Then the border itself was an absolute dumpster fire that I won’t even get into. But suffice it to say it’s a God’s honest miracle that anyone crosses that fucking border, ever.

And yet, after months of research, planning, preparation, time, money, and effort, this abrupt plot twist could have caused a lot more havoc than it did. My wife could’ve murdered me with a tire iron, for example. But thank God we both actively work at becoming the most compassionate versions of ourselves and regularly practice accepting what is.

I’m very grateful that Rebecca was able to let go of her story about how our vacation was supposed to turn out, too. When she gets sucked into a story that doesn’t match reality, it’s easy for me to assume it’s my job to smash reality with a hammer until it makes her happy. This is an old habit of mine that seems to operate in direct proportion to the amount of shame I’m currently feeling.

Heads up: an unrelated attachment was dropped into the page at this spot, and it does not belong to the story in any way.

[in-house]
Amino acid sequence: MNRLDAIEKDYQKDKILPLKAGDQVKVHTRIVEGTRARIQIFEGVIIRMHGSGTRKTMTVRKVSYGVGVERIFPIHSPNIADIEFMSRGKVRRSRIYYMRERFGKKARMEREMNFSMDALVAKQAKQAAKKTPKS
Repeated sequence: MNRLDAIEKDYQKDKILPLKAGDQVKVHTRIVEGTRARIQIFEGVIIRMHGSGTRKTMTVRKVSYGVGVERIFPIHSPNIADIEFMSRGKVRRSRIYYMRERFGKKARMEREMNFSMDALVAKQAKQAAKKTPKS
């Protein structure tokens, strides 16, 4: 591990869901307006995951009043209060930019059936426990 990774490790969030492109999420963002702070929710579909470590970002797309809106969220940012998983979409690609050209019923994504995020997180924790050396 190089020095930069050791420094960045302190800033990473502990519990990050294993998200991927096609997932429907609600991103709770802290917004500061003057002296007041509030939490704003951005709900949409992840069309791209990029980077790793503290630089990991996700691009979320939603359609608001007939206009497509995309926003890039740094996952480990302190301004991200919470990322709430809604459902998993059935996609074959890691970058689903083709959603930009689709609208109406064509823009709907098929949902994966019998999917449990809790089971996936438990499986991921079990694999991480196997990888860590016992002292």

But when I love and accept myself unconditionally, I can extend that same love and acceptance to her, to others, and to whatever circumstances I find myself in.

Stories: For Entertainment Purposes Only

My wife just called me on the phone from upstairs (because I’m quarantined) and asked what I was up to. I told her I was writing this week’s blog article.

“About what?” she asked.

“Getting COVID for my birthday — it’s a good story.”

She laughed in disbelief.

“Ok,” I admitted, “so maybe right now it’s a terrible fucking story because we’re still in it. But one day, it’ll be a good story. I’m pretty sure.”

“Yeah, one day,” she said, “but not today.”

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Published by Adam

Mentor, coach, speaker and educator for over 12 years. I have recovered from and triumphed over many obstacles and afflictions. It brings me tremendous joy to help others overcome similar circumstances so they can live their best lives.

8 thoughts on “Let Go of the Story in Your Head

  1. Adam, you never cease to amaze me with your honest, raw words. Feel better, take care of yourself and happy(ish) birthday

  2. Wishing you a happy new year of being Adam, and blessings to the beautiful Rebecca. ❤️

  3. Every lap around the sun is a blessing, glad those messages shook away the black cloud Covid disappointment party. Love you homie.